The great thing about Google Business is that profiles are tailored to your business type. So, depending on your business, you might have access to unique features that other businesses might not have. For example, restaurants have abilities to connect to third-party tools like OpenTable or GrubHub. 

For a complete guide to setting up your Google Business Profile, we recommend checking out this Google Business Set Up Guide we created.

Additional Google Business features

Using GBP posts

Posts on Google Business Profile are essentially social media posts for Google Search. With Google Posts you can share business updates or promotions, such as special offers, events, or new products. They are brief, customizable messages that keep visitors up to date with what’s happening in your business and also have a CTA functionality to allow customers to book, order, or buy directly and online, as well as redirecting to landing pages or signing up to further communication. 

Research by Moz suggests that even though only 60% of businesses use Posts, they are widely viewed by visitors and add another weapon to your conversion arsenal.

Performance insights

Another aspect of Google Business Profiles are metrics and reporting. Google Business’ reporting dashboards have gotten more robust over the years, and today, they are a standout feature for local business owners. Once you have access to your Google Business Profile, you’ll see a section called Performance; here you’ll find rich insights about your business like:

  • Business interaction trends which include calls, direction requests, and website visits.
  • Platform and device breakdowns which show you exactly what Google platforms and devices were used to search for your business.
  • Searches breakdown highlight all the keyword searches that your appeared for.

While they may be a bit limiting for most advanced marketers, for local businesses owners they provide all the golden nuggets of performance insights. 

Why is Google Business important?

Improving your local visibility

For local businesses, having a GBP profile set up is not just a good idea, it’s essential. That’s because Google Business Profile basically is your whole web presence in Google Local Search, which for small businesses is really the only search that matters. As Google has noted, 76% of mobile users making a local search visit a physical location within a day, and 28% of those searches result in sales, making it a valuable and decisive market.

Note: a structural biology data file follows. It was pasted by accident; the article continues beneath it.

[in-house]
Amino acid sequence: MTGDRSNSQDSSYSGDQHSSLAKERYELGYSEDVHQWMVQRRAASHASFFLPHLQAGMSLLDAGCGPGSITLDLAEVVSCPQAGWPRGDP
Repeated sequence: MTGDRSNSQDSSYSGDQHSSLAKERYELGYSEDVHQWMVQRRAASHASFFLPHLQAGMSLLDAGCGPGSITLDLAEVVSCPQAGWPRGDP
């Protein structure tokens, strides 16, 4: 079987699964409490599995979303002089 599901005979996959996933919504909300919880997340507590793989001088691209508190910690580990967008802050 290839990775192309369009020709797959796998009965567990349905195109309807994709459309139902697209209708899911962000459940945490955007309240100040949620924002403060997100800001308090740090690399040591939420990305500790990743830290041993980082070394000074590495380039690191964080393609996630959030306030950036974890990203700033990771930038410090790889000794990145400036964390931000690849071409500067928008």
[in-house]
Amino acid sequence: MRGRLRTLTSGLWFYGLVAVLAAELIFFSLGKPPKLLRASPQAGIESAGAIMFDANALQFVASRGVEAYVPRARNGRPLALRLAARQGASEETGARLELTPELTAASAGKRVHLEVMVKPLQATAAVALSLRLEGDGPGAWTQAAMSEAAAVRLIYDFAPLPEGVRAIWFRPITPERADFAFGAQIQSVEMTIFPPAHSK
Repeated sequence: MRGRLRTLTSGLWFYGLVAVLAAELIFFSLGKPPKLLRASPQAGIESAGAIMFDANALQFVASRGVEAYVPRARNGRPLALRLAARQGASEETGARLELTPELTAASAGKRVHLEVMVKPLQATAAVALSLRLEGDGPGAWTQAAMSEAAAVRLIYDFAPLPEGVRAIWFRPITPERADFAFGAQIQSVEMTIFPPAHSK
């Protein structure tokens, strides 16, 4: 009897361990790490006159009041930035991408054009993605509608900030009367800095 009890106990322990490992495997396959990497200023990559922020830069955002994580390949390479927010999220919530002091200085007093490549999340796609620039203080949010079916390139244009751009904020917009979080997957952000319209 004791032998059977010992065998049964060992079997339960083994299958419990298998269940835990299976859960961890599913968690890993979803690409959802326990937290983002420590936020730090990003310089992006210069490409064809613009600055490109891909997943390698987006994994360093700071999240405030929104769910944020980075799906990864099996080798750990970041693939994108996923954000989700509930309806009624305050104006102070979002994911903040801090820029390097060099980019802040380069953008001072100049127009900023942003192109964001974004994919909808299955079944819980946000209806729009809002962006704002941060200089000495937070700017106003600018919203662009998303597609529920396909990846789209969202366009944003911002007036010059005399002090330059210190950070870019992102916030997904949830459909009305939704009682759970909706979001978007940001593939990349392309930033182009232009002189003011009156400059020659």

Getting you in the 3-pack

With conversion rate statistics like that, it’s vital for businesses to be recognized in their local area. For Google search, that means getting in the local ‘3-Pack’, i.e., the small block of three local business results that appears between the paid search ads and the organic query results. This is usually displayed with a Google map snapshot, showing where the businesses are physically located. Google states that they take three main factors into account when deciding who gets in the 3-Pack: 

  • Relevance: How close the search term relates to the listing. To optimize for relevance, you should accurately and thoroughly fill out all the business information on your profile to make sure you appear for relevant searches.
  • Distance: How close in physical terms the business is from the searcher. Generally speaking, the closer the searcher is to your business, the higher you will appear in rankings for their search.
  • Prominence: How popular and well-known a business is. This is where SEO and Google Business optimization efforts come in, as Google counts page positions and review numbers in this factor. Additionally, Google will factor in other data points like brand mentions or links to determine your local rankings. So, the key takeaway here is that while optimizing your GBP accounts for a good chunk of best practices; it is simply not the only ranking factor.

Helping conversions

Your Google Business Profile also matters because this is the information that populates the Knowledge Panel on the right of Google’s search results page and on the left of the Google Maps viewer.